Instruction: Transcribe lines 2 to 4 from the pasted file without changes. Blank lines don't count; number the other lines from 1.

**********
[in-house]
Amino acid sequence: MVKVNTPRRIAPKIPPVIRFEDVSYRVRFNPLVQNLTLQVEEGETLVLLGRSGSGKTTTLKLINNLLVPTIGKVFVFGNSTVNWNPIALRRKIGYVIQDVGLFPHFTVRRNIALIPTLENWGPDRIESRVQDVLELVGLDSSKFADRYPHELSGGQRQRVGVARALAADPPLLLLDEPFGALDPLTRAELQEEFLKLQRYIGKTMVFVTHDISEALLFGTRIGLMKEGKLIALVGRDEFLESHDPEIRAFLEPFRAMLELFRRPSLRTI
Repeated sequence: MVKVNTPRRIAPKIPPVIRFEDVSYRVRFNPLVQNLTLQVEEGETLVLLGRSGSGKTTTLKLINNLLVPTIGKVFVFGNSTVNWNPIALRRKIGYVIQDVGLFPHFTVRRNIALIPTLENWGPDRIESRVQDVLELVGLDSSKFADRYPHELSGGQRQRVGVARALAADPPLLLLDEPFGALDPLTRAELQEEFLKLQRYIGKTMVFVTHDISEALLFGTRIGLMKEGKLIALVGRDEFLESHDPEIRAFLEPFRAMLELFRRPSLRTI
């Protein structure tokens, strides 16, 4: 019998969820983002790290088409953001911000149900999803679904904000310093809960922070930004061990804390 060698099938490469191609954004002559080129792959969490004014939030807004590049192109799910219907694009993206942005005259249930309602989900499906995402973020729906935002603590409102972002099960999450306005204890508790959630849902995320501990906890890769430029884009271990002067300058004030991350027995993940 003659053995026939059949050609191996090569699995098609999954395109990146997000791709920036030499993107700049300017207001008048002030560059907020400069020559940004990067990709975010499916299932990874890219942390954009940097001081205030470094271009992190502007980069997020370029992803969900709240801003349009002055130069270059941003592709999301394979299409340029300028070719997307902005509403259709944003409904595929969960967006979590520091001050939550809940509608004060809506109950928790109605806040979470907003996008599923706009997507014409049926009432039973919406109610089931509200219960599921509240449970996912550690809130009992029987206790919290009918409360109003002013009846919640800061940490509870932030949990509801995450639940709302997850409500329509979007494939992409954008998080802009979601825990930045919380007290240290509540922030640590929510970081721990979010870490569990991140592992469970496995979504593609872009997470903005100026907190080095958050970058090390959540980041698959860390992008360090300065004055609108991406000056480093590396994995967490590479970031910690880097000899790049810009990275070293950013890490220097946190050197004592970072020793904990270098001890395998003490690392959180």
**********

Amino acid sequence: MVKVNTPRRIAPKIPPVIRFEDVSYRVRFNPLVQNLTLQVEEGETLVLLGRSGSGKTTTLKLINNLLVPTIGKVFVFGNSTVNWNPIALRRKIGYVIQDVGLFPHFTVRRNIALIPTLENWGPDRIESRVQDVLELVGLDSSKFADRYPHELSGGQRQRVGVARALAADPPLLLLDEPFGALDPLTRAELQEEFLKLQRYIGKTMVFVTHDISEALLFGTRIGLMKEGKLIALVGRDEFLESHDPEIRAFLEPFRAMLELFRRPSLRTI
Repeated sequence: MVKVNTPRRIAPKIPPVIRFEDVSYRVRFNPLVQNLTLQVEEGETLVLLGRSGSGKTTTLKLINNLLVPTIGKVFVFGNSTVNWNPIALRRKIGYVIQDVGLFPHFTVRRNIALIPTLENWGPDRIESRVQDVLELVGLDSSKFADRYPHELSGGQRQRVGVARALAADPPLLLLDEPFGALDPLTRAELQEEFLKLQRYIGKTMVFVTHDISEALLFGTRIGLMKEGKLIALVGRDEFLESHDPEIRAFLEPFRAMLELFRRPSLRTI
């Protein structure tokens, strides 16, 4: 019998969820983002790290088409953001911000149900999803679904904000310093809960922070930004061990804390 060698099938490469191609954004002559080129792959969490004014939030807004590049192109799910219907694009993206942005005259249930309602989900499906995402973020729906935002603590409102972002099960999450306005204890508790959630849902995320501990906890890769430029884009271990002067300058004030991350027995993940 003659053995026939059949050609191996090569699995098609999954395109990146997000791709920036030499993107700049300017207001008048002030560059907020400069020559940004990067990709975010499916299932990874890219942390954009940097001081205030470094271009992190502007980069997020370029992803969900709240801003349009002055130069270059941003592709999301394979299409340029300028070719997307902005509403259709944003409904595929969960967006979590520091001050939550809940509608004060809506109950928790109605806040979470907003996008599923706009997507014409049926009432039973919406109610089931509200219960599921509240449970996912550690809130009992029987206790919290009918409360109003002013009846919640800061940490509870932030949990509801995450639940709302997850409500329509979007494939992409954008998080802009979601825990930045919380007290240290509540922030640590929510970081721990979010870490569990991140592992469970496995979504593609872009997470903005100026907190080095958050970058090390959540980041698959860390992008360090300065004055609108991406000056480093590396994995967490590479970031910690880097000899790049810009990275070293950013890490220097946190050197004592970072020793904990270098001890395998003490690392959180």